Fifty percent of the population.
Give or take, there are so many women in the world, women who work, raise families, care for others, paint and create and dance. So this month – the month of women’s history – why not celebrate those who wrote, researched, and made changes?
You know how much you love a really good book, so look for this: Bookish Broads by Lauren Marino, illustrated by Alexandra Kilburn.
Through dozens of mini biographies, Marino gives readers new insights into some old favorites: Toni Morrison, Agatha Christie, Hildegard von Bingen, Carson McCullers, Harper Lee, and even the authors of several beloved children’s classics. There’s scandals here and a little bit of criticism, and to add to the fun, Marino lets readers know where the magic happened, why some women wrote under pseudonyms, and why they were important to anyone who loves literature, and you receive recommendations for reading the best works by these authors.
If you’re more adventurous, Jayne Zanglein’s The Girl Explorers is a book you should find. When Roy Chapman Andrews, president of the Male-Only Explorers Club, said in 1932 that women were “not adapted to exploration,” he underestimated a group of women who went out to prove him wrong. These women formed the Society of Woman Geographers, which is a bit wrong as they and the members of the organization were explorers, lawyers, scientists, historians, and navigators who did almost everything Andrews’ group did, and lots more. They made changes – not just in this country, but all over the world, sometimes working in dangerous ways with other cultures and in corners that needed a strong voice and someone to go all possible ways.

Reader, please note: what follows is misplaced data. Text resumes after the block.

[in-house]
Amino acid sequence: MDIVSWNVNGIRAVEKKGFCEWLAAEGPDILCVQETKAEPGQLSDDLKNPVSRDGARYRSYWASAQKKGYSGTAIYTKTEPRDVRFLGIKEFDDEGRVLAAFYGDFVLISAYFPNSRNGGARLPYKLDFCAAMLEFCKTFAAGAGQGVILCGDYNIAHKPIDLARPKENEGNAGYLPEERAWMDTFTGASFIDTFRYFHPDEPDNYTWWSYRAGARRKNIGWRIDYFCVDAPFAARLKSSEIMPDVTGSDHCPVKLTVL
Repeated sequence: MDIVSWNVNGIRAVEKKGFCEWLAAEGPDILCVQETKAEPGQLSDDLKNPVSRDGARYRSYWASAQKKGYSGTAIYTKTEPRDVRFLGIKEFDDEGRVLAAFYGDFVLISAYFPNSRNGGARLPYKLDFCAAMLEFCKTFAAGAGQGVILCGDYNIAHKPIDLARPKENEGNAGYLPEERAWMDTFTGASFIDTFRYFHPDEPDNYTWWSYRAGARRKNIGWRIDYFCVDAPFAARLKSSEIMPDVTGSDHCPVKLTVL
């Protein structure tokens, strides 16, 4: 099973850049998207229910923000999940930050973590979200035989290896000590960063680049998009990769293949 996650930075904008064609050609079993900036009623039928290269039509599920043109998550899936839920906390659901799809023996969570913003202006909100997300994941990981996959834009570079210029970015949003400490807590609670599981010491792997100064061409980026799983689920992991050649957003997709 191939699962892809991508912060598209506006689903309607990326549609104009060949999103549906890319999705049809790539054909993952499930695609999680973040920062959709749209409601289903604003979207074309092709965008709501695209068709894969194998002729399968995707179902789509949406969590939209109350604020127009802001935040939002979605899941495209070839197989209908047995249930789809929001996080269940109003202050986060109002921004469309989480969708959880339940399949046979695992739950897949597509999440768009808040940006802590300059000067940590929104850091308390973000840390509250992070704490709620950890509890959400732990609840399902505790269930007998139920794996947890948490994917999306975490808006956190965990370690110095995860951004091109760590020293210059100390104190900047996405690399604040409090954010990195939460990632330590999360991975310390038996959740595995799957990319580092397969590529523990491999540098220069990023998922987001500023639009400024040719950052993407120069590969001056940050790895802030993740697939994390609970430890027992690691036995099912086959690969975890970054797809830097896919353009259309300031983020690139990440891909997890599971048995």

This is a triumphant book full of history and stories that modern readers may not see. Fix that little loophole and find this book.
And finally, remember: this is the month of women’s history after all. So reach for “The Women’s History of the Modern World” by Rosalind Miles, a book that lands somewhere in the middle of the above two books. This step takes a step back in time to contemplate the bold actions of our foremothers and brings us into the modern age, touching all aspects of life: exclusively female military, abolitionists and freedom fighters, women on and off the screen and behind the big screen camera, guides, communicators, and a host of women who opposed patriarchy in many places throughout history. This book is humorous at times, but it also delves into serious territory, with stories that will leave readers gasping and other anecdotes as outrageous as they are angry.
It’s the kind of book you’d want to share with your older teen, especially if that teen is a budding feminist. It’s also the type of book that makes you want to look for more information.
And that’s the nice thing about a month like this: there is always more to learn, more and more women who are valued for their rebellion and their revolutionary actions. Pick up these three books to get started. You will love them 100%.